Customs union theory - the static and dynamic
effects of integration

Distinguish between static and dynamic effects

Static effects
occur in the short run within a given time period.
Dynamic effects occur in the long run over a series of time periods. Eg A
SS & DD represents consumer and producer behaviour for a given time.

Illustrating the effect of, say a tariff and analysing the impact in on welfare
is known as
comparative static analysis

Explain trade creation and trade diversion

Trade creation
The replacement of expensive domestic production by
cheaper imports from more efficient partner countries

Trade diversion The replacement of cheaper initial imports from lower cost
producers outside the union to less efficient producers in member countries

Illustrate the static effect of joining a customs union

Assume the UK is not a member of a customs union: SW represents
the world supply of a good.



If the UK imposes a tariff = P3-P1 on imports, Q4 is exchanged of which Q3
is supplied by domestic firms and Q4-Q3 is imported

The UK now joins a customs union whose common external tariff (CET) is
just P2-P1. Q5 is now consumed of which Q2 is supplied
domestically and Q5-Q2 imported

Economic integration results in a
trade creation effect: Q3-Q2 is
now supplied by cheaper imports from more efficient member countries.

Note:
Consumers gain from increased consumption (Q5-Q4)
Domestic producers lose from lower output (Q3-Q2)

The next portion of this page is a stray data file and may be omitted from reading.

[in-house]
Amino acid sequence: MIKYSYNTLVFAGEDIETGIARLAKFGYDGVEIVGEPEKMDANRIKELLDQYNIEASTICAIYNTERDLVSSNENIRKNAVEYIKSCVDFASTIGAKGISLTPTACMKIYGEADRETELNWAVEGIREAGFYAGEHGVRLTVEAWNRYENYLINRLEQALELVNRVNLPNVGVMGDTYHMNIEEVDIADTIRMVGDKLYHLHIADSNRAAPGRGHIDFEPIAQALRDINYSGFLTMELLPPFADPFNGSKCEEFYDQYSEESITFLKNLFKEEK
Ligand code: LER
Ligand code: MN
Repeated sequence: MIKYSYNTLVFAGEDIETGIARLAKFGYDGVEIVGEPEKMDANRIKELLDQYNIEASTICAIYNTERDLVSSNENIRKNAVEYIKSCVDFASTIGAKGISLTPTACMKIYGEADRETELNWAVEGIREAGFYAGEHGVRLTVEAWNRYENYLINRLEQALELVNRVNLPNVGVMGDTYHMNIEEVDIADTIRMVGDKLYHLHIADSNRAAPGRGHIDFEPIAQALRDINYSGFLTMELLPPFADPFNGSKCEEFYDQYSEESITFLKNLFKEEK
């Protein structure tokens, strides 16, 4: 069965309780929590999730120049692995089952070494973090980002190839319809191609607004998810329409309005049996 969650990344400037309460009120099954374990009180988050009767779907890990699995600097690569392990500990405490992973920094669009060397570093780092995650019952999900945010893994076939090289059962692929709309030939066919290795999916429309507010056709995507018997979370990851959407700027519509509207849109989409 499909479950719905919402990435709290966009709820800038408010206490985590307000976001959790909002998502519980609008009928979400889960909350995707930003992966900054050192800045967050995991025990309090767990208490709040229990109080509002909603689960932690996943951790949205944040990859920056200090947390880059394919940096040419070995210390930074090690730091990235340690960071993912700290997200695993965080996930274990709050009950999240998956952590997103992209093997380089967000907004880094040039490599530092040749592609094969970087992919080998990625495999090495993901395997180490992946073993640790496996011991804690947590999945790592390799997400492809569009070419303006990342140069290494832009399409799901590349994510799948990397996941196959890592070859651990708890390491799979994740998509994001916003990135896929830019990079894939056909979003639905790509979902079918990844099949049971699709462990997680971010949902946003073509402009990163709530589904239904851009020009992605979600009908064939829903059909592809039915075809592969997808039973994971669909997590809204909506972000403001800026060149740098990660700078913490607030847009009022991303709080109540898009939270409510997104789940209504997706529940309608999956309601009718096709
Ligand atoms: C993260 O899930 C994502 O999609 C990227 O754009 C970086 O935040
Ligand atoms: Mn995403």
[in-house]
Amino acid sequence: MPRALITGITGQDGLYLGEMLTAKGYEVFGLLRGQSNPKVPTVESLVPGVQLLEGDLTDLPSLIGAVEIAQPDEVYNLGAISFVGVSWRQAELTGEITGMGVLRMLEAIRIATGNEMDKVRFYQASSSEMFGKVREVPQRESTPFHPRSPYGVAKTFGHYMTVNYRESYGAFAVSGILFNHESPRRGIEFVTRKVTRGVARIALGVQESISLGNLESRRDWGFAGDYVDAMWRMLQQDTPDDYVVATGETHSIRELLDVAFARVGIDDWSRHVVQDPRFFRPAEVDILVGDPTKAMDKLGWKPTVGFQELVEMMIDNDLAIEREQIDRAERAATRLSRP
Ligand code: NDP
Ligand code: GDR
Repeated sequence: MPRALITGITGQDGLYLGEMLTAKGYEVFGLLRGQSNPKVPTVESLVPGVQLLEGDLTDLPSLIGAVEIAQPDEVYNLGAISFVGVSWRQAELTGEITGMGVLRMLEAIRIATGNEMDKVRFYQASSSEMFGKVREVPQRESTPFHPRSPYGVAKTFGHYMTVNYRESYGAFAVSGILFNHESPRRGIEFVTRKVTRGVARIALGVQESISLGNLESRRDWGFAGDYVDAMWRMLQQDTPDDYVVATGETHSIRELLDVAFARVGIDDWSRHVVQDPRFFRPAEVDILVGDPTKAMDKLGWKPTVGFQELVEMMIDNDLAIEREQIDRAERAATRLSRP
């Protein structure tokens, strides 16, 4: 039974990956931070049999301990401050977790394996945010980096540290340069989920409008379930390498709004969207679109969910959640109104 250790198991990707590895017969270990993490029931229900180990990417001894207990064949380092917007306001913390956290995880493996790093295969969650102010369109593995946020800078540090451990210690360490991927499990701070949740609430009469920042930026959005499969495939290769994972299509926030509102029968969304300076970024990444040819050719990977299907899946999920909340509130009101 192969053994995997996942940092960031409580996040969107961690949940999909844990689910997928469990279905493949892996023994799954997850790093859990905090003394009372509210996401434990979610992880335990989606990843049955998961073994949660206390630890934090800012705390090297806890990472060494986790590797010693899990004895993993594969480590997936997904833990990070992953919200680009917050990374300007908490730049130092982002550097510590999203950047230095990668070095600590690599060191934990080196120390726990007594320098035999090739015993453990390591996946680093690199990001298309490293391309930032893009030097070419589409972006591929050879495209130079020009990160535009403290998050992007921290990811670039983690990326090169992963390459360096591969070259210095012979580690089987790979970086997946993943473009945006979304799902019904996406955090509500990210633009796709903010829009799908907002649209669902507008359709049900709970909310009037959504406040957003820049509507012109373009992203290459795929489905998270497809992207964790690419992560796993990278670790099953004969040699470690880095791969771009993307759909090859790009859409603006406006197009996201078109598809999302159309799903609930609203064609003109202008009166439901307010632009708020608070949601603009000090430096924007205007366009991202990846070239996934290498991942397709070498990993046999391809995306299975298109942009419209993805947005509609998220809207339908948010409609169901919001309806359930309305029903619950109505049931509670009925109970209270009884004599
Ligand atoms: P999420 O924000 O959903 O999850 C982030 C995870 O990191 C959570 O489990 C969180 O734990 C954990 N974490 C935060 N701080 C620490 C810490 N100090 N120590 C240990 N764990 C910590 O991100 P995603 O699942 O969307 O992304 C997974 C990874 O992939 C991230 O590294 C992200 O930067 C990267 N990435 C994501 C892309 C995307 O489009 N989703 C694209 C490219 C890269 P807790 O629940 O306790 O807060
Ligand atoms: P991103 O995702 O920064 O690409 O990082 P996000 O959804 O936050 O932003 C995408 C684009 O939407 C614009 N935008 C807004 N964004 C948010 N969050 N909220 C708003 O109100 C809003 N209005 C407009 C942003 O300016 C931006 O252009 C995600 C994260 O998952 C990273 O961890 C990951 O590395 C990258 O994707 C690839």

Government tax receipts from tariffs falls by area C

Assess the trade creation and diversion effects of joining a customs
union



The static cost and benefits of economic integration can be assessed using
supply and demand analysis.

S1 represent the supply of a good, say, lamb from an efficient producer, say,
New Zealand (NZ). S2 is the EU supply for lamb nb the EU is a less
efficient producer

Before joining the customs union, the UK imposes a tariff of t. The UK price
of imported NZ lamb rises from P1 to P3 and lamb imported from the EU to
P4. The price of lamb in the UK is now P3
and UK consumers buy Q2 lamb: Q1 from domestic firms with Q2- Q1
imported from NZ.
No lamb is imported form the EU.

The UK now joins the EU and tariffs on EU imports are removed but remain in
place for NZ lamb. The UK price of lamb falls to P2. UK consumers buy Q4
lamb: Q3 from domestic firms with Q4-Q3 imported from the EU. No lamb is
now imported from NZ.

Economic integration results in both a
trade creation and a trade
diversion effect.